Author Archives: Mollie

The Des Moines Register: Global GMO plantings hit a record in 2014, led by US

Christopher Doering
January 28, 2015
Full Article

Biotech crops were grown on a record 448 million acres in 2014, a group that promotes the use of these crops reports Wednesday.

The International Service for the Acquisition of Agri-biotech Applications said genetically modified seeds, which contain DNA that’s been modified to express a trait such as resistance to a pest, an environmental condition or a chemical, were grown by 28 countries last year. The 448 million acres planted worldwide in 2014 was up 15 million acres from the previous year.

The United States continued to lead production with 180.6 million acres of biotech crops, an increase of about 7.6 million acres, or 4 percent, from 2013. In the United States, biotech crops are used for corn, cotton, sugar beet, squash and other crops.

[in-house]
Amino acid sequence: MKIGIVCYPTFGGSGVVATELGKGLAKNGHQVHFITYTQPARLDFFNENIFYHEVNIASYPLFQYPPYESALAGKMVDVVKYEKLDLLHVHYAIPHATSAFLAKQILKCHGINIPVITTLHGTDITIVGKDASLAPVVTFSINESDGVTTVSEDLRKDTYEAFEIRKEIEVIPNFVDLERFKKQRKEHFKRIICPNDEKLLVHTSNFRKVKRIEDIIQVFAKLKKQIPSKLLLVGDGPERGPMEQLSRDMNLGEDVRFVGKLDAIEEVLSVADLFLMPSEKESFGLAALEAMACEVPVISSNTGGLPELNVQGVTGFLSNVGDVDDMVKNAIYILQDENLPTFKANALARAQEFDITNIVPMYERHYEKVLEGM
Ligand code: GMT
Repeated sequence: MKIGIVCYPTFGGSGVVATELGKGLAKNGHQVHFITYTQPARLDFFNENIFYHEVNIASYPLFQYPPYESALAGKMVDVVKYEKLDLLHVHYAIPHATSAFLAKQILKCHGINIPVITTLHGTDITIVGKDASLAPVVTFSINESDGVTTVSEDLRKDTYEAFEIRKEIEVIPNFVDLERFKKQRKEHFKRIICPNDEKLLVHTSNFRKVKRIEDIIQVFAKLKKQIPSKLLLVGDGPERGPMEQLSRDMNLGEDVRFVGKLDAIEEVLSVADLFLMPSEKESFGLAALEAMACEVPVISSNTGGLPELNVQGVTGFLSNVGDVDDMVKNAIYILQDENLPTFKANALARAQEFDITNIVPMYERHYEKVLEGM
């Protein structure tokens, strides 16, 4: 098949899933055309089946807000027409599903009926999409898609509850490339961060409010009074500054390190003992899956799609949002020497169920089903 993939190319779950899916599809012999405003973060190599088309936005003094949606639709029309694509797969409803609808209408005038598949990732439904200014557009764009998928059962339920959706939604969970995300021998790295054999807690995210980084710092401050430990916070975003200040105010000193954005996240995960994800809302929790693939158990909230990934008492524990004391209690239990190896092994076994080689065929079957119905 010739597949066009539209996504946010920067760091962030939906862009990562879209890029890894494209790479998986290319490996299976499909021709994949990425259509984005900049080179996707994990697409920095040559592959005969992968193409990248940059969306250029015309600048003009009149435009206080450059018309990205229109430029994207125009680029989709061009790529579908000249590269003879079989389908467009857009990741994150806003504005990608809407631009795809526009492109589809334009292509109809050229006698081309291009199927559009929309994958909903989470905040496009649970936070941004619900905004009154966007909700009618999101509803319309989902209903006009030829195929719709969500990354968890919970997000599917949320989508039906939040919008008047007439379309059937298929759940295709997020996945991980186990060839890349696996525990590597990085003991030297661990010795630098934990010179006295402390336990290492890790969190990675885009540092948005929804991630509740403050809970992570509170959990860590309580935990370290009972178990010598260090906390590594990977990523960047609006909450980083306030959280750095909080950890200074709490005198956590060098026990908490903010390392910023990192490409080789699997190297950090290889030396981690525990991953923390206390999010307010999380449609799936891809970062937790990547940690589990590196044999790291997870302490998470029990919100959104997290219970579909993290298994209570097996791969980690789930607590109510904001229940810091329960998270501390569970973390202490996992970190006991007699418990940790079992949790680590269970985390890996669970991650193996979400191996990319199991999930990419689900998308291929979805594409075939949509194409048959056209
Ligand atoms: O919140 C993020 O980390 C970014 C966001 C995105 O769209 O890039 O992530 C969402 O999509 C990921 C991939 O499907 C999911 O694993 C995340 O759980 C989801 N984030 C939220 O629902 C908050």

“The (acreage) of biotech crops grown in 1996 to 2014 equals, roughly, 80 percent more than the total land mass of China,” said Clive James, ISAAA founder and author of the report. “Global (acreage) has increased more than 100-fold since the first plantings of biotech crops.”

The technology was commercially introduced in the United States in 1996 with the launch of Monsanto’s Roundup Ready soybeans, a plant that tolerates the company’s Roundup herbicide while nearby weeds are killed.

About 90 percent of all corn, soybeans and cotton grown in the United States is produced from genetically modified seed.

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Times Argus: Sorrell confident on GMO lawsuit

Full Article 

MONTPELIER — Vermont Attorney General William Sorrell said Wednesday that he expects a judge to rule on dueling motions in the GMO labeling case within the next three months, which will help lay out a path for the rest of the case.